Hopdoddy Burger Bar is a growing Austin institution as well, now in eight states, and will open around the same time. Similar to the exuberant Chuy's, Hopdoddy tones down the dining room but offers some very involved burgers with lots of creative embellishments like mushrooms and pesto, or mustard grilled onions and pickled mayo. The restaurant is very involved in sustainability through its culinary choices, and local issues through fundraising opportunities.

Smaller, but still local and expanding, the fast-casual Honest Mary’s is opening its fourth location on the same timeline. The restaurant's health conscious bowls keep things simple with six signature recipes and a build-your-own option. More than just a green salad, these bowls include poke, quinoa, and more, inspired by flavors around the world.

The two non-eateries bring some daily necessities to the area, bolstering its real neighborhood reputation, while surely drawing in customers from outside the Mueller area. Boardroom Styling Lounge keeps men looking sharp with standard barber experiences plus more scalp and hand treatments like massages and wax dips. This will be the second Austin location. Modern Animal brings a similarly comprehensive list of animal wellness services including preventative care, surgery, virtual care, and a "human-centric approach."

If Mueller is sounding like a great place to live, you're not alone. Another multifamily community by AMLI Residential has just been announced bordering Aldrich Street (where these five businesses are moving in), fitting 650 for-rent residences in six stories above an additional ground floor for retail. Of those units, 98 will be reserved for renters who earn 60 percent or less of Austin's median family income.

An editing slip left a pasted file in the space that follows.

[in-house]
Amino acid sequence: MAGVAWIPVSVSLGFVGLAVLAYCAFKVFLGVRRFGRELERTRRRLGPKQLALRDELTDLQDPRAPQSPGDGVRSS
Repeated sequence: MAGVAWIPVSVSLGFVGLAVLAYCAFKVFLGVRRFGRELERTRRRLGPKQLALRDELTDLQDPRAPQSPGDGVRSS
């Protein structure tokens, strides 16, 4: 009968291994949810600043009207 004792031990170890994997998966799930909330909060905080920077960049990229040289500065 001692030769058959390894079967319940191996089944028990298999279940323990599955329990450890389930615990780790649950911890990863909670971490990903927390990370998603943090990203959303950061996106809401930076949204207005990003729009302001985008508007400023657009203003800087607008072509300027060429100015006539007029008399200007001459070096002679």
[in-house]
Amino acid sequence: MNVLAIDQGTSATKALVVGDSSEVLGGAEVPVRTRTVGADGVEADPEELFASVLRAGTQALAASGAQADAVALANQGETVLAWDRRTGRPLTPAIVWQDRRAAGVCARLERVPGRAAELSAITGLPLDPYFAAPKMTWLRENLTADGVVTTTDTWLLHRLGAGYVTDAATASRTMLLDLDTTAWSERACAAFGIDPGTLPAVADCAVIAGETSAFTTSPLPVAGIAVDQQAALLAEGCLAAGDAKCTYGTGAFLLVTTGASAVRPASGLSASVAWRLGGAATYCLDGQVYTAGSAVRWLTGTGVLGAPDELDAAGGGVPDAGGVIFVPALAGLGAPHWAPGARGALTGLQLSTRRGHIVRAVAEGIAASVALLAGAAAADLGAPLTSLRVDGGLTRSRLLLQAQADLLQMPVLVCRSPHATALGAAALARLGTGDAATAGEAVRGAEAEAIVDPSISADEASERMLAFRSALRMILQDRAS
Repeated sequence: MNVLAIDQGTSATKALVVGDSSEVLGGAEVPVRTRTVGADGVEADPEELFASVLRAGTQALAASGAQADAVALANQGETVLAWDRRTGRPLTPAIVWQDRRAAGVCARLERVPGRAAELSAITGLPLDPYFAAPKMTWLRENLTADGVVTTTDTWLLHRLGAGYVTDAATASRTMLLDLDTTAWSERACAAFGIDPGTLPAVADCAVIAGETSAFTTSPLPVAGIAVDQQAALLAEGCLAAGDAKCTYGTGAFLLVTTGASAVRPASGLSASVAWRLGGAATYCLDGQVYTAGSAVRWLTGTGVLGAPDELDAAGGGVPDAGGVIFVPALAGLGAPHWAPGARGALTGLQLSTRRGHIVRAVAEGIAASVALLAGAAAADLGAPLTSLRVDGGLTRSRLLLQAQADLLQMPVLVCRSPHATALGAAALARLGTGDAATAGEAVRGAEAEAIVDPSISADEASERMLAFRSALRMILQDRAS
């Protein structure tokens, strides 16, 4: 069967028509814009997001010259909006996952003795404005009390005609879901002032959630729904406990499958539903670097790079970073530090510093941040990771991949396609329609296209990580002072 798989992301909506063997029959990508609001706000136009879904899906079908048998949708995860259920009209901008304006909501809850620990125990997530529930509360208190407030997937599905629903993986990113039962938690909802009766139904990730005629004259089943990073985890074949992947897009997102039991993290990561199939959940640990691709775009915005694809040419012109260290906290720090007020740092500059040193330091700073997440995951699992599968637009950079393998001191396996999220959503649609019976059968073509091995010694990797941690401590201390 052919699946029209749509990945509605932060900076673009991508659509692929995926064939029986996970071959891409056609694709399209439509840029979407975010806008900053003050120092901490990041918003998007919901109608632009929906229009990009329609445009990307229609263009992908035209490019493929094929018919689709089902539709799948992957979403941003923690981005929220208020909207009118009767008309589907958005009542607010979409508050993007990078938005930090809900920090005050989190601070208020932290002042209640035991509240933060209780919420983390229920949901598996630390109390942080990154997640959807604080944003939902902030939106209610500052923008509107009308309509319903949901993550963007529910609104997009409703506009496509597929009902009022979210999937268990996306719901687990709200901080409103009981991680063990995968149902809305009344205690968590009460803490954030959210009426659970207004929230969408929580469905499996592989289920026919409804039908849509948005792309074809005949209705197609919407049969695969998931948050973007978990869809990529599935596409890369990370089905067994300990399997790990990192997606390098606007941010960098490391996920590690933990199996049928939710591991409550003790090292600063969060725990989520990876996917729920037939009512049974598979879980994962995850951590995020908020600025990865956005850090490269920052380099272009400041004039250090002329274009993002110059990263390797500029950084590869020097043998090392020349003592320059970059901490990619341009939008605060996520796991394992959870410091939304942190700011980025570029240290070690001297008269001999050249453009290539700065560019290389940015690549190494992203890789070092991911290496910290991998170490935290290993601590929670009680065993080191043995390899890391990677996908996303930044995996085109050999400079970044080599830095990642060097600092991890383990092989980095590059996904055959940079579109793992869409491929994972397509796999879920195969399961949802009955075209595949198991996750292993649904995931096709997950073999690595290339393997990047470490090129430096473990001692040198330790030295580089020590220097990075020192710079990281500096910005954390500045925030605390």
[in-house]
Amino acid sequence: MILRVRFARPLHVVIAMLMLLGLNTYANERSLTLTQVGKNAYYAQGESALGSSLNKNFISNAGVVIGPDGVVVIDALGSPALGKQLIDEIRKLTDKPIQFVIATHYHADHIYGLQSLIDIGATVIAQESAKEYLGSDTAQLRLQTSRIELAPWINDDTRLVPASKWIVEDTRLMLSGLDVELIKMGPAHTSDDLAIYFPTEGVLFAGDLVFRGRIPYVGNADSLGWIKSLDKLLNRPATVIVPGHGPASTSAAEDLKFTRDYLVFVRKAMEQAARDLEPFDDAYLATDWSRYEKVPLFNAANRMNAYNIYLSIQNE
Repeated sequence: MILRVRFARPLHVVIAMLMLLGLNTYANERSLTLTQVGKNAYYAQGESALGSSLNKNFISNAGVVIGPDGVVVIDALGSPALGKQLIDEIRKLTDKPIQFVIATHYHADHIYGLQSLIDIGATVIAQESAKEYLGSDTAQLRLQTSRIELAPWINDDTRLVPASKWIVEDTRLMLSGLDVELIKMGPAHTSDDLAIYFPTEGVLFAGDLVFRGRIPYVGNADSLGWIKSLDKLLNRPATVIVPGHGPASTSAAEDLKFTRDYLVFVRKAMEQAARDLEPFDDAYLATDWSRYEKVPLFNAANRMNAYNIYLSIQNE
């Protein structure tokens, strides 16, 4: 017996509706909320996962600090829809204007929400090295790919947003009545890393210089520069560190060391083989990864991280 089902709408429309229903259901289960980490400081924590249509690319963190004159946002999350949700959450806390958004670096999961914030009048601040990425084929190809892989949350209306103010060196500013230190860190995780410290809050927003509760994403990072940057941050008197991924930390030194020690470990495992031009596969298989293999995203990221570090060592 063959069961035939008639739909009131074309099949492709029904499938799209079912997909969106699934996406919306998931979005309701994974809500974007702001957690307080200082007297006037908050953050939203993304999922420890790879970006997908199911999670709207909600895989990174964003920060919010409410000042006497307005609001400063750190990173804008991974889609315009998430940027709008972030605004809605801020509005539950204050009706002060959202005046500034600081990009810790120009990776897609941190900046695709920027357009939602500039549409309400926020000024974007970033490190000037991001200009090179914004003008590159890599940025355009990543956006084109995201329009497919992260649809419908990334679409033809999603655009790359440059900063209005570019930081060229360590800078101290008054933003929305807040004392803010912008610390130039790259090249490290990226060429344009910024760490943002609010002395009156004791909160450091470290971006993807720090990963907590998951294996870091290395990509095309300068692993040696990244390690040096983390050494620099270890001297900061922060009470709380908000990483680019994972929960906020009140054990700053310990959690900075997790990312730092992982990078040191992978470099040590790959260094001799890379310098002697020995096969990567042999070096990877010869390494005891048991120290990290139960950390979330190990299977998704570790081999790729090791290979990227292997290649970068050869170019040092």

Veracruz All Natural/ Facebook

6 things to know in Austin food right now: Local street taco chain fries up sit-down Mueller concept

News You Can Eat

Editor’s note: We get it. It can be difficult to keep up with the fast pace of Austin’s restaurant and bar scene. We have you covered with our regular roundup of essential food news.


Veracruz All Natural, one of Austin's favorite taco chains, is coming to Muelleras Veracruz Fonda & Bar, a sit-down concept. Although some hardcore taco fans might turn away from a chain, sisters and owners Reyna and Maritza Vazquez are bona fide taco pros, born and raised in the restaurant life in Mexico. They opened their food truck in Austin in 2008, becoming known for both straightforward and creative tacos loaded up with veggies. The new location will serve traditional meals, pastries, and coffee at 1905 Aldrich St., and opens on April 8. Mueller's Aldrich Street district announced that along with Veracruz, it would add locations for Aviator Pizza & Drafthouse, Dish Society, Nautical Bowls, and Sweetgreen.